Muscle pain


Investigating the impact of muscle pain on chronic pain


In addition to being caused by overt muscle damage, muscle pain (myalgia) more often develops from the demand for recurrent isometric muscular contractions involved in repetitive activity.

Characteristically, there is increased ‘muscle tone’, mild to severe pain, tender areas of hypersensitivity to mechanical stimulation in the muscle and spread of this hypersensitivity to surrounding muscles, each of which can affect the performance of synergist muscles.

However, the mechanisms by which acute muscle pain becomes pathological are yet to be understood. One idea relies on changes in muscle spindles, which are highly sensitive stretch receptors located in skeletal muscles throughout the body. Muscle spindles are unusual sensory organs in that they have their own motor innervation – fusimotor motoneurones – which can modulate the sensitivity of muscle spindles to static and dynamic muscle stretch and thereby influence their capacity to encode changes in muscle length and hence the sensory feedback they provide.

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PREDICT: A novel cortical biomarker signature for predicting pain sensitivity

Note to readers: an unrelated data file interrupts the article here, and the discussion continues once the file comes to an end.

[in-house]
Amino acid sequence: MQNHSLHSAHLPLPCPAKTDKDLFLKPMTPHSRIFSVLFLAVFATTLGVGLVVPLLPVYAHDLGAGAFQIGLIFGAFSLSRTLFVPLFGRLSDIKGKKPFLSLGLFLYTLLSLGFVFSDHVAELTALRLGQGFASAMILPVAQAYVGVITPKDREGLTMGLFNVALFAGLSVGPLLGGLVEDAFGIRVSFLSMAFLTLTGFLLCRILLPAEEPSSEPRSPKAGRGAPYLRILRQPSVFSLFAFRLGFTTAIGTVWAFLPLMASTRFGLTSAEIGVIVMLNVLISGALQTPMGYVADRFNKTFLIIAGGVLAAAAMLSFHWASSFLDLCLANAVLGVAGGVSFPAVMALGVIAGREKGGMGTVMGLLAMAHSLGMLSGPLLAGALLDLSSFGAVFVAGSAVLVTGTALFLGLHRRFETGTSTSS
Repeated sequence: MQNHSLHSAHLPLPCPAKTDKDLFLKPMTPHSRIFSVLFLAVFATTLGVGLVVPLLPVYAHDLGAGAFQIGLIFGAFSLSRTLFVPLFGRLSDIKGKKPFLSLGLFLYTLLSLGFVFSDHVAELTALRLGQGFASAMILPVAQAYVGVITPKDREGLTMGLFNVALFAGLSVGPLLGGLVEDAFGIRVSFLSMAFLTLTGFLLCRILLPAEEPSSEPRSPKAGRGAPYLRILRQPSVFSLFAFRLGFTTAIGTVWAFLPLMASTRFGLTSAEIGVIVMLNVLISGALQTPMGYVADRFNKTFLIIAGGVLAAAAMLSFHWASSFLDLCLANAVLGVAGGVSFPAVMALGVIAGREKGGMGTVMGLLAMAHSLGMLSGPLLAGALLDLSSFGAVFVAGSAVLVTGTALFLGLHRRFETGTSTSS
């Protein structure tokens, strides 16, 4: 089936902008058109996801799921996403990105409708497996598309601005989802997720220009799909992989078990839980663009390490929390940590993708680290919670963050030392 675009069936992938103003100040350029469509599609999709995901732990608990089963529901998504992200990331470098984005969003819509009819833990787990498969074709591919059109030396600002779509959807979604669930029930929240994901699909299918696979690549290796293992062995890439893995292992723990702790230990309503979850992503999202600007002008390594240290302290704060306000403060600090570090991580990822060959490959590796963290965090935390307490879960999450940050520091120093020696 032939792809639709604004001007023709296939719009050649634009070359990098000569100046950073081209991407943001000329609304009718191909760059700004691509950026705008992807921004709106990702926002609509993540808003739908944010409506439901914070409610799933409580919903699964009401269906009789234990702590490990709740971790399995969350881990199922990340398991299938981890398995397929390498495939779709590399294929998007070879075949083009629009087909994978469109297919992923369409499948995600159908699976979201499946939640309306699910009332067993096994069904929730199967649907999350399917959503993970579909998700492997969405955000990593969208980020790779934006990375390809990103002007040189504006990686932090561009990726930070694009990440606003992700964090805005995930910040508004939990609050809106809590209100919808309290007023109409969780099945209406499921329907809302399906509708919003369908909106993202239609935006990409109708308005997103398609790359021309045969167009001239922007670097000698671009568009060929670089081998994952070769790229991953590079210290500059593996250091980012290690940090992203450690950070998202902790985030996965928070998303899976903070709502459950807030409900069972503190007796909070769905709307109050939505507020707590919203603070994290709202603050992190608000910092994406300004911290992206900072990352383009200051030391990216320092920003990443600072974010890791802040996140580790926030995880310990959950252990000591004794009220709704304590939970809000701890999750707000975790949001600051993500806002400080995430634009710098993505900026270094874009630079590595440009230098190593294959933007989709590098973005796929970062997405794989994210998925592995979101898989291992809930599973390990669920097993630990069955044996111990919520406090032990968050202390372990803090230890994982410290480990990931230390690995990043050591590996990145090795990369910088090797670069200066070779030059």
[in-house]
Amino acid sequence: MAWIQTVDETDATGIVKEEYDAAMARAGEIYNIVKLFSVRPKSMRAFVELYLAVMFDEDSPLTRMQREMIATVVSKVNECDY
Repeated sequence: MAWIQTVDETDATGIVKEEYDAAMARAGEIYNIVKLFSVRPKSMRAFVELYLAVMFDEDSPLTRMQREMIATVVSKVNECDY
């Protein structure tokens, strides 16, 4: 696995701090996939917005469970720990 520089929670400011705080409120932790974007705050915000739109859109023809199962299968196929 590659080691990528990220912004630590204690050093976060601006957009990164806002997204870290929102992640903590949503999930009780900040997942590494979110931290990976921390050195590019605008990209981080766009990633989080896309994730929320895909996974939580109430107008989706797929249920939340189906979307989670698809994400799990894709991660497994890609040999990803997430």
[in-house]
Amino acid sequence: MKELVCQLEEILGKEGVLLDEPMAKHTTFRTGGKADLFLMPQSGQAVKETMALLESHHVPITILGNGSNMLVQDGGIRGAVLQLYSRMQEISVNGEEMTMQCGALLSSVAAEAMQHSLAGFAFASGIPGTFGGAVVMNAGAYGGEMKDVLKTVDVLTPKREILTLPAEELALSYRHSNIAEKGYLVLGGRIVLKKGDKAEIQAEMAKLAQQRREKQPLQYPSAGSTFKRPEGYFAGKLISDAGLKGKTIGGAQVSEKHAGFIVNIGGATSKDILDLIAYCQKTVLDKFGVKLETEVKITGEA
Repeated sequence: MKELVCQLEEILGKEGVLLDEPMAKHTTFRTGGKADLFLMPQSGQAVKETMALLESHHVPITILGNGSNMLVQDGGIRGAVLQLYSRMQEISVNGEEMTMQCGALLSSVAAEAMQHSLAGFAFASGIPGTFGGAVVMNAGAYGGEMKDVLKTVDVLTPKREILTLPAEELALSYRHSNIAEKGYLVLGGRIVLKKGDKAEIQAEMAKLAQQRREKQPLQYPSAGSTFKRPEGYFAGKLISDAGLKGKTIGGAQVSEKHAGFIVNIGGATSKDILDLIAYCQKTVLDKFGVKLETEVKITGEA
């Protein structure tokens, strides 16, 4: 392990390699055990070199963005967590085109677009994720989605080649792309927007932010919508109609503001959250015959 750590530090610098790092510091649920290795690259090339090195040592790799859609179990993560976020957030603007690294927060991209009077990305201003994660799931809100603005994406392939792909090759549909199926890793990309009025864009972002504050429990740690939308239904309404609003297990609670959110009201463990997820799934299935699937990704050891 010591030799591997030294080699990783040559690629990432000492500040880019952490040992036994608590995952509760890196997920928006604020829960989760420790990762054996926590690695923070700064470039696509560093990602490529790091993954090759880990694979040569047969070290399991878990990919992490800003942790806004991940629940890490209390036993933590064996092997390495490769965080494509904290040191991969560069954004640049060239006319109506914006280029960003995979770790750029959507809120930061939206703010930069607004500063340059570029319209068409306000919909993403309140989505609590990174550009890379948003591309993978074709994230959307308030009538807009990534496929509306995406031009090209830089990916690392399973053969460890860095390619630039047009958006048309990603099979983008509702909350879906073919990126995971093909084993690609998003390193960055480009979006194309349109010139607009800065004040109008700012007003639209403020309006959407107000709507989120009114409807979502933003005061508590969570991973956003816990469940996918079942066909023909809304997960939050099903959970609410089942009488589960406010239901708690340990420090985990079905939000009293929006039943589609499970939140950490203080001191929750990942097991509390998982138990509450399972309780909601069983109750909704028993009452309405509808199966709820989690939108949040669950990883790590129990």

Temporomandibular disorder (TMD) is the second most common musculoskeletal pain condition and is associated with pain and tenderness of the jaw. Although a number of biological factors have shown an association with chronic TMD in cross-sectional and case control studies, there are currently no biomarkers that can predict the development of chronic symptoms. Because of the difficulty in treating chronic pain, development of brain signal predictive biomarkers is of growing interest. The PREDICT project will aim to develop a predictive biomarker signature of pain severity and duration using two commonly available techniques – electroencephalogram (EEG) and transcranial magnetic stimulation (TMS) – and perform initial clinical validation in first onset TMD. The biomarker could have utility in identifying patients at high risk of transitioning from acute to chronic pain and has additional potential for clinical application in the treatment and prevention of chronic pain. This project will be carried out in collaboration with a team at the University of Maryland, Baltimore lead by A/Prof David Seminowicz (see more information here). PREDICT Publications Seminowicz DA, Bilska K, Chowdhury NS, Skippen P, Millard SK, Chiang A, Chen S, Furman AJ, & Schabrun SM. (2020). A novel cortical biomarker signature for predicting pain sensitivity: protocol for the PREDICT longitudinal analytical validation study. Pain Reports, 5(4), e833. doi: 10.1097/PR9.0000000000000833